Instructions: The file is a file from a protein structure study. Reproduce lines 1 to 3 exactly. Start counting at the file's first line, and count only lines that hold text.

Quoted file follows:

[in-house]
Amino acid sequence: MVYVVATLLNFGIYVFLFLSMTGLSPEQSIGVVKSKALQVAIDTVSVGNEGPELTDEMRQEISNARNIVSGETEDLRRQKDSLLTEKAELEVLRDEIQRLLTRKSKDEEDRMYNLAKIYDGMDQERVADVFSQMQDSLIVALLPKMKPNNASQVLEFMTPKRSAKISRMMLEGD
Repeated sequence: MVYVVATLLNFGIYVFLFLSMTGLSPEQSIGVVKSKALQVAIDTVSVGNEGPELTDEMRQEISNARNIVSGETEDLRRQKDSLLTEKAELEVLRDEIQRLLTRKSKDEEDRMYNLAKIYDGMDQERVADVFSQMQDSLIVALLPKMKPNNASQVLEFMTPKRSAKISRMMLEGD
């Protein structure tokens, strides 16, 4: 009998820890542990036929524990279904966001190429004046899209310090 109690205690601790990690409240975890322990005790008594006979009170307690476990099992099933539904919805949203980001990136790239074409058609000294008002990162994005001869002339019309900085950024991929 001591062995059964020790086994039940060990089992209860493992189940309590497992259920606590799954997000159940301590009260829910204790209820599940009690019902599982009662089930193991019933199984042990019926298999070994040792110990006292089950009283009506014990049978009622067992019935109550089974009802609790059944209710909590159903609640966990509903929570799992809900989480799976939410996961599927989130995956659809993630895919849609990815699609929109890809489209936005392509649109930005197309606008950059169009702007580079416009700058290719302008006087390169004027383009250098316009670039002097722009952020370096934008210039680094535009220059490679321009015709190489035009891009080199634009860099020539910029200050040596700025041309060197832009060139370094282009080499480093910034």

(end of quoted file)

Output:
[in-house]
Amino acid sequence: MVYVVATLLNFGIYVFLFLSMTGLSPEQSIGVVKSKALQVAIDTVSVGNEGPELTDEMRQEISNARNIVSGETEDLRRQKDSLLTEKAELEVLRDEIQRLLTRKSKDEEDRMYNLAKIYDGMDQERVADVFSQMQDSLIVALLPKMKPNNASQVLEFMTPKRSAKISRMMLEGD
Repeated sequence: MVYVVATLLNFGIYVFLFLSMTGLSPEQSIGVVKSKALQVAIDTVSVGNEGPELTDEMRQEISNARNIVSGETEDLRRQKDSLLTEKAELEVLRDEIQRLLTRKSKDEEDRMYNLAKIYDGMDQERVADVFSQMQDSLIVALLPKMKPNNASQVLEFMTPKRSAKISRMMLEGD